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Combing Through Genes

June 16, 2004

Everyone has by now no doubt noticed that the hair on garage mice sometimes grows in unusual whirling patterns. No? You missed that while sweeping the departed pest into a plastic bag? Well, even without a compelling public demand to understand the arcane phenomenon of unkempt mouse hairs, some medical researchers have figured out why this is. Turns out the research may well explain those annoying people in every family who always seem to have perfect hairdos. Always. The rest of us are tempted to return to bed rather than face a mirror.

The good-hair and bad-hair luck has nothing to do with having a friend at Supercuts. Of course, in these days of technological advances, it's directly traceable to a gene. Aptly named the Frizzled 6 gene, this tiny biological circuit board apparently determines the hair patterns on living bodies, coordinates them so they all flow together nice and smoothly. Or not. See how helpful diligent science can be? The absence of this gene creates permanent hair-follicle chaos, with hairs allowed to point every which way like disunited nations, only furry. This explains why no amount of wetting, spraying, combing and hard brushing will make that patch of rebellious hairs lie down as ordered.

Researchers actually discovered this some time ago while studying fruit flies, which do not shave their legs. Imagine the lunch this research was born at, and the biological forensics involved in deciphering it. Mice and humans both like cheese and are surprisingly similar, genetically speaking. Researchers at Johns Hopkins School of Medicine and Howard Hughes Medical Institute suspected that the same hair-arranging gene appears or disappears in people, controlling human hair patterns similarly. This means that typically unnoted hair patterns could be, uh, inhairited.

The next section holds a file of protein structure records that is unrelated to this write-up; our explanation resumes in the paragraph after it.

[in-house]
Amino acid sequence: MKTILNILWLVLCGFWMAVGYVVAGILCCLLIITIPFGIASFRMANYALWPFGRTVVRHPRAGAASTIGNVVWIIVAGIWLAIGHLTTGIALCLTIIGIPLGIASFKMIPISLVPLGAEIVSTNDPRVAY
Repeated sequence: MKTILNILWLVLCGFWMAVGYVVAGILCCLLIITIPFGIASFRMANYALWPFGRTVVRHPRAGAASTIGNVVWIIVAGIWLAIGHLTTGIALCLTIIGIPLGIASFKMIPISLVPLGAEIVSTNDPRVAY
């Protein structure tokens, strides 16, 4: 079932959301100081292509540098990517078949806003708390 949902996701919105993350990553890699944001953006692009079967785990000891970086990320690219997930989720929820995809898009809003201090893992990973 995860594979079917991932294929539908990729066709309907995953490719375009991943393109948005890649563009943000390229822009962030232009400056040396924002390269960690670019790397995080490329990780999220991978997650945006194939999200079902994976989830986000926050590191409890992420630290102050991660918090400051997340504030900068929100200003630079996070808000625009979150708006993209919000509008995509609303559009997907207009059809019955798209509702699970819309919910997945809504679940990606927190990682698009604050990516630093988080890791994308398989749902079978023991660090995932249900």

Each of the two species has 10 Frizzled 6 genes. Mice have standard hair patterns on their paws and tummies, which you also may have missed until today. But when scientists removed the Frizzled 6 gene from these little guys, the mouse hair patterns went all, well, squirrelly, sentencing the tiny rodents to bad-hair lives. A missing Frizzled 6 in people could indicate, for instance, lifetime cowlicks and stubborn hair whorls on the side or that back corner of your head.

Isn't science fascinating? Writing about such things on this June day could also indicate that summer is officially coming soon.

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